Hydrogen Peroxide Promotes Aging-Related Platelet Hyperactivation and Thrombosis

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The incidence of thrombotic events increases during aging, but the mechanisms are not well understood. To investigate the prothrombotic role of oxidative stress during aging, we tested the hypothesis that aged mice overexpressing the antioxidant enzyme glutathione peroxidase-1 (Gpx1) are protected from experimental thrombosis.

Methods and Results—

Susceptibility to carotid artery thrombosis was first examined in wild-type C57BL/6J mice. After photochemical injury of the carotid artery, the time to stable occlusion was significantly shorter in 12- and 18-month-old mice compared with 4-month-old mice (P<0.01). Unlike wild-type mice, transgenic mice overexpressing Gpx1 (Gpx1 Tg) did not exhibit shortened times to occlusion of the carotid artery at 12 or 18 months of age. Wild-type mice also exhibited increased susceptibility to venous thrombosis after inferior vena cava ligation at 12 or 18 months of age (P<0.05 versus 4 months of age). Gpx1 Tg mice were protected from this aging-related enhanced susceptibility to venous thrombosis. Age-dependent platelet hyperactivation, evidenced by increased hydrogen peroxide, fibrinogen binding, and activation of fibrinogen receptor αIIbβ3, was observed in thrombin-activated platelets from wild-type but not Gpx1 Tg mice (P<0.05). Enhanced platelet activation responses in aged mice were also prevented by polyethylene glycol–catalase or apocynin, an inhibitor of NADPH oxidase. Aged mice displayed increased intraplatelet expression of p47phox and superoxide dismutase-1, suggesting a mechanistic pathway for increased hydrogen peroxide generation.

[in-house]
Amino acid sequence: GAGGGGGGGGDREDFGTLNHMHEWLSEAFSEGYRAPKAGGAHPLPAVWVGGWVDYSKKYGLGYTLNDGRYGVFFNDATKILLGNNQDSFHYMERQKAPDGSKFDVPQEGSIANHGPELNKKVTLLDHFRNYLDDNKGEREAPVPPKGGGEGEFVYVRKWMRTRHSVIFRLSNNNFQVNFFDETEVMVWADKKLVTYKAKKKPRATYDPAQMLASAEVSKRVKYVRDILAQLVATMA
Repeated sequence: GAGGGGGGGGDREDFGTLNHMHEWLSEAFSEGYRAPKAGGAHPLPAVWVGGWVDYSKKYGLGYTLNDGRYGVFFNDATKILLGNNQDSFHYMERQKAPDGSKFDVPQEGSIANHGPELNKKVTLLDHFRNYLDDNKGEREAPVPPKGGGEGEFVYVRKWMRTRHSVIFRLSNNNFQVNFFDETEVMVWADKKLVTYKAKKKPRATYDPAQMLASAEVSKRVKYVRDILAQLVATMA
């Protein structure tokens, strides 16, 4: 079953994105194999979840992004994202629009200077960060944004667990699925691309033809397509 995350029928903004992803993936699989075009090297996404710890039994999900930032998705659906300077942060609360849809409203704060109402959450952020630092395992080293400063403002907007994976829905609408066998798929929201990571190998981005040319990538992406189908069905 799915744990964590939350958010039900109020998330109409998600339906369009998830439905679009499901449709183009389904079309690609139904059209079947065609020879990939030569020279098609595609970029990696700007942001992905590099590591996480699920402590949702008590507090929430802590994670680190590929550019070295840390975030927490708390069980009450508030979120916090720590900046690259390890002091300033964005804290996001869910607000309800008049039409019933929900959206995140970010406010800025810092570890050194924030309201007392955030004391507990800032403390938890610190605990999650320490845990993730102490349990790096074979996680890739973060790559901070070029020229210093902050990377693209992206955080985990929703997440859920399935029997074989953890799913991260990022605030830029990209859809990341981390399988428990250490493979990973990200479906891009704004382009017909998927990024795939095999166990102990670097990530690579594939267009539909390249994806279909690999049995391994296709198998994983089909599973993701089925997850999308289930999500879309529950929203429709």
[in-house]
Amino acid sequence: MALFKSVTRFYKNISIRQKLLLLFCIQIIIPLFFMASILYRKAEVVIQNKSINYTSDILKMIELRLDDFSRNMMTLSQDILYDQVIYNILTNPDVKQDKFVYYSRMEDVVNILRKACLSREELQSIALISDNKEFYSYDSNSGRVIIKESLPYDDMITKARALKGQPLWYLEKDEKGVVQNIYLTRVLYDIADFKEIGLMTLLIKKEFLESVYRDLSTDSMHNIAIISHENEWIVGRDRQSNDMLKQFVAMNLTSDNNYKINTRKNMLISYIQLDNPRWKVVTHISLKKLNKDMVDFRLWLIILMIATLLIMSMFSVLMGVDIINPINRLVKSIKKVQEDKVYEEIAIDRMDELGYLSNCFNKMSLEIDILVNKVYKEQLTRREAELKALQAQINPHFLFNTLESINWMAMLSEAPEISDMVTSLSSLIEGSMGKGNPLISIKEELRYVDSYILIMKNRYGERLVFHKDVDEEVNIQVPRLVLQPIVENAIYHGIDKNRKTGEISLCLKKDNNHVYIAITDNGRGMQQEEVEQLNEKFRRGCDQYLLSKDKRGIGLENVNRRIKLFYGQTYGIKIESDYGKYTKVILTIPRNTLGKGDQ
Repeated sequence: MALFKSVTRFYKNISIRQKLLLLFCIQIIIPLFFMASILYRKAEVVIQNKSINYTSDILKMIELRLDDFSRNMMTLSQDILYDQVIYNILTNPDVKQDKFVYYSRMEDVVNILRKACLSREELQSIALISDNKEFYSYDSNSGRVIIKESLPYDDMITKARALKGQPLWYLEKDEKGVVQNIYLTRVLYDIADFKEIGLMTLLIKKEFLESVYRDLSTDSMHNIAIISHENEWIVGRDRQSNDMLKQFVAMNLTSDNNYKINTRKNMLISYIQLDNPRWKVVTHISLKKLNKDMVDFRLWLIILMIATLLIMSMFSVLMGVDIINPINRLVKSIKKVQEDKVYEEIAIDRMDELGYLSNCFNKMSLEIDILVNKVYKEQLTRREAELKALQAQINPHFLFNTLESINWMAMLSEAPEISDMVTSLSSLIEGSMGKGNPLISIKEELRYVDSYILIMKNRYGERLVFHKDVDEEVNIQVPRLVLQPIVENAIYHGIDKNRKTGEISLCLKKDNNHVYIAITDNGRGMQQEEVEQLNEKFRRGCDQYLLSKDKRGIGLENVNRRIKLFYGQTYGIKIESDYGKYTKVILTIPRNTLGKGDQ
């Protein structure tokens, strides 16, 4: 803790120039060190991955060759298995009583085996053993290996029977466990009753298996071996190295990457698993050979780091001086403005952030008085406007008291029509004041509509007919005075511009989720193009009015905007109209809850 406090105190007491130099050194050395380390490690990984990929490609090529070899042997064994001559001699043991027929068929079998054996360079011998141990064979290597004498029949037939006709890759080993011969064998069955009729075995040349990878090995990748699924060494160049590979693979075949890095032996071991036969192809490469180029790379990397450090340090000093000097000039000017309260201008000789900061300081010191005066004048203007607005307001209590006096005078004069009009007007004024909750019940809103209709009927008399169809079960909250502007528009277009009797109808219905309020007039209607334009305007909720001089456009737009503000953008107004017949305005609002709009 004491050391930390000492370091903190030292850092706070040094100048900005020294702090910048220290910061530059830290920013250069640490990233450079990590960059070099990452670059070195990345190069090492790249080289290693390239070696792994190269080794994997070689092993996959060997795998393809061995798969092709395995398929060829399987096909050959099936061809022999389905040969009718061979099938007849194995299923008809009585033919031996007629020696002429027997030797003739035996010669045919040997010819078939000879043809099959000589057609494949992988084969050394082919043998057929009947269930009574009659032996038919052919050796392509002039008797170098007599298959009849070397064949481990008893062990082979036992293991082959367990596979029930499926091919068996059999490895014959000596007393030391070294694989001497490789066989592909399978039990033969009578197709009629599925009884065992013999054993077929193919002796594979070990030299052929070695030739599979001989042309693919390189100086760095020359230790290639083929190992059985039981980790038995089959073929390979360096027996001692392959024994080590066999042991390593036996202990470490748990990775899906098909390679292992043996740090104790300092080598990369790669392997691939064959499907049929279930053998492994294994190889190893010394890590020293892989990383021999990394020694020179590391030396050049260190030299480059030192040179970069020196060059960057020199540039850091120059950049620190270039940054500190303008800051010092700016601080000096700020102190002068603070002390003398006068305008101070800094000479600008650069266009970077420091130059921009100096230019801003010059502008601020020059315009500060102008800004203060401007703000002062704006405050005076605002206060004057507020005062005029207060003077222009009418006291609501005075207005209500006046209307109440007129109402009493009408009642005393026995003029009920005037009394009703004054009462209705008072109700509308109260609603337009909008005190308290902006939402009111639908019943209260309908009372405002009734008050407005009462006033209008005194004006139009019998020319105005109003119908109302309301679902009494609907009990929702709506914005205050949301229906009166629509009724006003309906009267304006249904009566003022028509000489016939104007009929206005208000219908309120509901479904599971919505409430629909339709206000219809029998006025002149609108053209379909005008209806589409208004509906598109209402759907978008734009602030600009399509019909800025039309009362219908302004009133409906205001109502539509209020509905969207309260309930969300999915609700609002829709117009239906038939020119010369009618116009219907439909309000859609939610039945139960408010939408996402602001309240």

Our findings demonstrate that hydrogen peroxide is a key mediator of platelet hyperactivity and enhanced thrombotic susceptibility in aged mice.

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